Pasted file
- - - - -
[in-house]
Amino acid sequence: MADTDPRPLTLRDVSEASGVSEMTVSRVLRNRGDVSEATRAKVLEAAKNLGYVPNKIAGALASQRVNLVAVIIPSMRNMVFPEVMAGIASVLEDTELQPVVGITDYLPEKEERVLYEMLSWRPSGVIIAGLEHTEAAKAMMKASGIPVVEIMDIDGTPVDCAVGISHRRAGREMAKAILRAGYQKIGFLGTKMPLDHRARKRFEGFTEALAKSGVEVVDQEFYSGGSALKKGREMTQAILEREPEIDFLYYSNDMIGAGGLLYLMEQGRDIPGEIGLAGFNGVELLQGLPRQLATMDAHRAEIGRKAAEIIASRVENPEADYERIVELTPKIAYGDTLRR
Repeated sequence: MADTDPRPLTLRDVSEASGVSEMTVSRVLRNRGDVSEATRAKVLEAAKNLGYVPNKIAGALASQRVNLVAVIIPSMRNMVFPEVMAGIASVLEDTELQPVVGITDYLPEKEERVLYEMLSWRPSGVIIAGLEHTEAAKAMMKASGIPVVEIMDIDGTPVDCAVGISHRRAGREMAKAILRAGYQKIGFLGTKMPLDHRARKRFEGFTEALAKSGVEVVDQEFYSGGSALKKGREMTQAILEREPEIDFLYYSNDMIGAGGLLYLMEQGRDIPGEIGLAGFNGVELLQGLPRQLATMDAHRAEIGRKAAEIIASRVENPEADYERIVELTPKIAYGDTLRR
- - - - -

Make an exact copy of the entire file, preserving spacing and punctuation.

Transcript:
[in-house]
Amino acid sequence: MADTDPRPLTLRDVSEASGVSEMTVSRVLRNRGDVSEATRAKVLEAAKNLGYVPNKIAGALASQRVNLVAVIIPSMRNMVFPEVMAGIASVLEDTELQPVVGITDYLPEKEERVLYEMLSWRPSGVIIAGLEHTEAAKAMMKASGIPVVEIMDIDGTPVDCAVGISHRRAGREMAKAILRAGYQKIGFLGTKMPLDHRARKRFEGFTEALAKSGVEVVDQEFYSGGSALKKGREMTQAILEREPEIDFLYYSNDMIGAGGLLYLMEQGRDIPGEIGLAGFNGVELLQGLPRQLATMDAHRAEIGRKAAEIIASRVENPEADYERIVELTPKIAYGDTLRR
Repeated sequence: MADTDPRPLTLRDVSEASGVSEMTVSRVLRNRGDVSEATRAKVLEAAKNLGYVPNKIAGALASQRVNLVAVIIPSMRNMVFPEVMAGIASVLEDTELQPVVGITDYLPEKEERVLYEMLSWRPSGVIIAGLEHTEAAKAMMKASGIPVVEIMDIDGTPVDCAVGISHRRAGREMAKAILRAGYQKIGFLGTKMPLDHRARKRFEGFTEALAKSGVEVVDQEFYSGGSALKKGREMTQAILEREPEIDFLYYSNDMIGAGGLLYLMEQGRDIPGEIGLAGFNGVELLQGLPRQLATMDAHRAEIGRKAAEIIASRVENPEADYERIVELTPKIAYGDTLRR